Bubbies and Pride
As pride month comes to a close, it’s only right that I mention two very important LGBTQ+ members in my life, my grandmothers. If you don’t already know, the word “bubby” means grandma in Yiddish. My grandmothers have always been an inseparable pair to me; they were always my Bubbies and nothing else. I’m glad that even though one of them is not blood-related to me, I can still refer to her as my Bubby.
My grandmothers’ story as a pair is pretty fascinating. They met in the 1980s when my father was in his early teens, and lived through decades of bigotry and homophobia. After all, they were an openly gay couple during a revolutionary time for the LGBTQ+ community. My grandmas are also some of the most caring and funny people in my life. They've relayed so many stories to me about how life was for them and how they watched their community grow into an entire movement.
To honor my grandmas’ impact on my life, I’ll detail what each of them is like and what they’ve done throughout the years. First, my blood-related grandma Kay Taus, or “Bubby Kay” has always been extremely caring and thoughtful to others, dedicating her career to help those in need. She has been a Child-Development worker, principal of the UCLA Lab School–previously known as UCLA’s Corinne A. Seeds elementary school–and a current Child Development professor at Fresno City College. She is also an amazing artist but she doesn’t prefer to sell her work. Needless to say, her resume is quite the achievement, without me even mentioning the countless hours of community service she has poured into every city she has lived in.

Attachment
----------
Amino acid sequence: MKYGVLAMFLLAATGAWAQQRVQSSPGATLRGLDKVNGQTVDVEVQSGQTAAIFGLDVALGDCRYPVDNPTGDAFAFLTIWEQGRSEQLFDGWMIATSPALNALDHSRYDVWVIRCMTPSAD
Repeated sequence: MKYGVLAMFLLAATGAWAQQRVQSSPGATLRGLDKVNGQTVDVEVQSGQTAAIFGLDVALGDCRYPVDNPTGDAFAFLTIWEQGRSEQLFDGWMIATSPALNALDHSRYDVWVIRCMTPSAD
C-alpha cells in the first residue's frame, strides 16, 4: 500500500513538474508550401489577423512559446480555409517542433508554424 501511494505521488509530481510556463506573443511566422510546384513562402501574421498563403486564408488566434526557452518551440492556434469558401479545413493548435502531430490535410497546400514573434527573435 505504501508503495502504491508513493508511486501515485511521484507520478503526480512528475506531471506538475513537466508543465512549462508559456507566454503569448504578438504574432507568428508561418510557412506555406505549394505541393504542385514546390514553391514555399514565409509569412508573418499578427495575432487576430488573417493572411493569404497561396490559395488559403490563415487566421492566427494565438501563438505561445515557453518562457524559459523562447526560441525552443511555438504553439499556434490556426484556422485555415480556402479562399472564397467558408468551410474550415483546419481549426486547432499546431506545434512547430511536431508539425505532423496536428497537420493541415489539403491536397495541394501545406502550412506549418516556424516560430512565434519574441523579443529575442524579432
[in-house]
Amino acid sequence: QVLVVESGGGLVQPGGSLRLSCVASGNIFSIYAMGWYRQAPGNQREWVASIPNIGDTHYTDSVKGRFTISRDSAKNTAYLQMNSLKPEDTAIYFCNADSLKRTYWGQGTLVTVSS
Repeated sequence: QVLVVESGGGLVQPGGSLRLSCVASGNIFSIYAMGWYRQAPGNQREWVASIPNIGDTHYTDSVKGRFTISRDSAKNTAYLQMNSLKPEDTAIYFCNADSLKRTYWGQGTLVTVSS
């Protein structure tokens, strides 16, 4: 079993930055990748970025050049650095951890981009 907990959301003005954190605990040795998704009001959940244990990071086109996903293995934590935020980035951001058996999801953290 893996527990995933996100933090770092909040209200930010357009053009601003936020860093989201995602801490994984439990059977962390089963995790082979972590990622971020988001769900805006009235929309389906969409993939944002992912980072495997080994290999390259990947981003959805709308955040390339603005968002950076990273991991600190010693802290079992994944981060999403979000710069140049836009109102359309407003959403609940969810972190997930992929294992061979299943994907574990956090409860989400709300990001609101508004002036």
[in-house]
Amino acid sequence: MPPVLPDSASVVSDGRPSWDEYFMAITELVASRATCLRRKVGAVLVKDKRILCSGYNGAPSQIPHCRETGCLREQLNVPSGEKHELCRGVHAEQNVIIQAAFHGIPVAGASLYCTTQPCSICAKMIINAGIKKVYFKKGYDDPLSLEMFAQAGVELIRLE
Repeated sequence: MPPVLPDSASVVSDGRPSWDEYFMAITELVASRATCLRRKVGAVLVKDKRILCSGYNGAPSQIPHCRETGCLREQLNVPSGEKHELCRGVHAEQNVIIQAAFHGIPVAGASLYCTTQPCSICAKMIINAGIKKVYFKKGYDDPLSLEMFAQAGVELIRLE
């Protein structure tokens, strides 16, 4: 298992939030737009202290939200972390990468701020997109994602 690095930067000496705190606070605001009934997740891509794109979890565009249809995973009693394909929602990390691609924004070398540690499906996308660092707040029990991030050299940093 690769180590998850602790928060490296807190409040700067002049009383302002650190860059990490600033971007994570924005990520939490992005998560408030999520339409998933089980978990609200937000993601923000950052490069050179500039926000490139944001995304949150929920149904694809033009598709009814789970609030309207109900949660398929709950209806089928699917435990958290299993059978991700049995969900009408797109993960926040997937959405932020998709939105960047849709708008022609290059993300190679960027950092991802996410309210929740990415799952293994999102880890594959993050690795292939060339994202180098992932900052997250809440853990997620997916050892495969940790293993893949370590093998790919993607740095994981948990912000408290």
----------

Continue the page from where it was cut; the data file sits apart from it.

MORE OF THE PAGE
My other grandmother Renee Potik, or “Bubby Nay,” has the greatest sense of humor, creating light in every situation. Even with her recent medical issues, she continues to joke and lighten up every mood. My Bubby Nay, like my Bubby Kay, was many things throughout her life: nurse practitioner in women’s health, gay rights activist, and current leader of a Buddhist meditation group in Fresno. She’s always advocated for peace and prosperity, perfectly aligning with her Buddhist beliefs. I can remember each time we’ve visited their home in Fresno, seeing all of their small buddha statues, Bonsai-Esque plants and my Bubby Nay letting me mess around with her miniature zen garden.
My Bubbies spent most of their lives fighting for their love to finally be sealed by an official marriage, a fight they won in 2008 when they finally became a wedded couple. I just hope their sacrifices and impact on me will be recognized during the month of pride.
read more about Marques here